A review of government figures by the Press Association shows that since 1 January, almost 5,000 people have crossed the Channel into the UK, including more than 1,000 in the last week alone.

A year ago today, the government – then led by Boris Johnson – announced the deal with the east African nation. But 365 days on, no flights have taken off due to legal challenges lodged against the policy.

In November, it was confirmed the government had spent at least £140m on the programme so far. The first deportation flight was due to take off last June, but was grounded by a legal challenge from the European Court of Human Rights (ECHR).

The prime minister promised in January to end migrant Channel crossings when outlining his five priorities for his first year in office.

In an interview with ConservativeHome on Thursday, Rishi Sunak conceded his plan to stop small boats “won’t happen overnight” .

And when asked if he would achieve that by the next general election – widely expected to take place in 2024 – Mr Sunak appeared to dodge the question.

In lieu of the Rwanda plan, the government recently unveiled the Illegal Migration Bill, which is currently making its way through parliament.

The legislation includes a promise to “detain and swiftly remove” migrants and asylum seekers who enter the country illegally via the dangerous Channel crossings, and a pledge to cut the options to challenge or appeal deportation.

But critics have described the plans as “unworkable”, questioned whether they adhere to international human rights laws and raised concerns about how children will be treated.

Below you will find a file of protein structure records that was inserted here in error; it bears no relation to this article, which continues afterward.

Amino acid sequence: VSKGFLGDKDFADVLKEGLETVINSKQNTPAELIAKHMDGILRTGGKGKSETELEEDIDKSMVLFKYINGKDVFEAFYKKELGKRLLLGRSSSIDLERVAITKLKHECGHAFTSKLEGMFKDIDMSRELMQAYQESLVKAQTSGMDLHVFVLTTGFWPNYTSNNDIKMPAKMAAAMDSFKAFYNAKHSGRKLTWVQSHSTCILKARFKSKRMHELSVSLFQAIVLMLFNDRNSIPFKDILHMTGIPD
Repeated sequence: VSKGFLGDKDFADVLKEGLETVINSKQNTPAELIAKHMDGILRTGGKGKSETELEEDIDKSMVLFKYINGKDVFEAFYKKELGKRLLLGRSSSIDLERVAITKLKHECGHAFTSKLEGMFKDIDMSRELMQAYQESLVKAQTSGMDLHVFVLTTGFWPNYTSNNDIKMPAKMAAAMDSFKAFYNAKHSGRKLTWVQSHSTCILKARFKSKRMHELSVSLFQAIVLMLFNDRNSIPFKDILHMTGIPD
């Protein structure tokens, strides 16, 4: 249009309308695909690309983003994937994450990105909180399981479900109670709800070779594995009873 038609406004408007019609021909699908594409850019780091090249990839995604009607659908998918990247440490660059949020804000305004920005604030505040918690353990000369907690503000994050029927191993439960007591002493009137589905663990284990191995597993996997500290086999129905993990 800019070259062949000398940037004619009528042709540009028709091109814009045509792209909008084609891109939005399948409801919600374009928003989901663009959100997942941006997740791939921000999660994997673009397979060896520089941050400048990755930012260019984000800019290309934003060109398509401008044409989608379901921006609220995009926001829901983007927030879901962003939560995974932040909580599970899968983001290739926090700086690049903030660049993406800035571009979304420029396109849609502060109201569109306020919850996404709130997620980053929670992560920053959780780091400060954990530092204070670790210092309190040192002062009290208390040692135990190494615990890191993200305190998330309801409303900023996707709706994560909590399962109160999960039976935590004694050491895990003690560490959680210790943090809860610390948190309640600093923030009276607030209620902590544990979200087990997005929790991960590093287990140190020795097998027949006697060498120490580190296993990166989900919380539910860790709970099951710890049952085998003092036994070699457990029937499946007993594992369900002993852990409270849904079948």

A Home Office spokesperson said: “Our migration and economic development partnership will see people who come to the UK through dangerous and illegal routes relocated to Rwanda, where they will be given the opportunity to settle and rebuilt their lives.

“Rwanda is a safe and secure country and they stand ready to welcome and support refugees – provisions are in place for accommodation, education and employment, with an estimated capacity to relocate several thousands of people.

“We have a strong relationship with Rwanda and both sides are equally committed to delivering the policy and seeing people relocated as soon as possible.”

New scaled back energy support measures for businesses announced as old scheme to expire | Business News

Businesses are set to secure £5.5bn in scaled back government support to help them with their energy bills from the start of April, after the current scheme ends.

The new Energy Bill Discount Scheme will reduce rather than cap energy costs for businesses and will last until the end of March next year.

The latest measure replaces the Energy Bill Relief Scheme which fixed wholesale energy costs and came with an estimated £18bn price tag over the six-month lifetime of the policy, according to Office of Budget Responsibility estimates.

Despite lasting half the time period as the old scheme, the Energy Bill Discount Scheme will cost £12.5bn less.

Under the new scheme, gas and electricity prices will be reduced per unit of power.

Bills will automatically be deducted by up to £6.97 per megawatt hour (MWh) for gas bills and up to £19.61 per MWh for electricity bills.

Businesses can only benefit from the scheme when electricity and gas bills are high. Only when prices reach £107 per MWh for gas and £302 per MWh for electricity or higher will companies receive discounts.

A higher electricity and gas price threshold and discount amount will be given to energy intensive businesses, such as steelmakers and manufacturers. Qualifying businesses will receive discounts of £40.0/MWh for gas and £89.1/MWh for electricity as the Treasury said these businesses are less able to pass on higher costs to customers due to international competition.

High energy using businesses will receive discounts under the scheme when gas costs £99 per MWh and electricity costs £185 per MWh.

All non-domestic bill payers, including charities and public sector bodies, are to benefit from the scheme as well.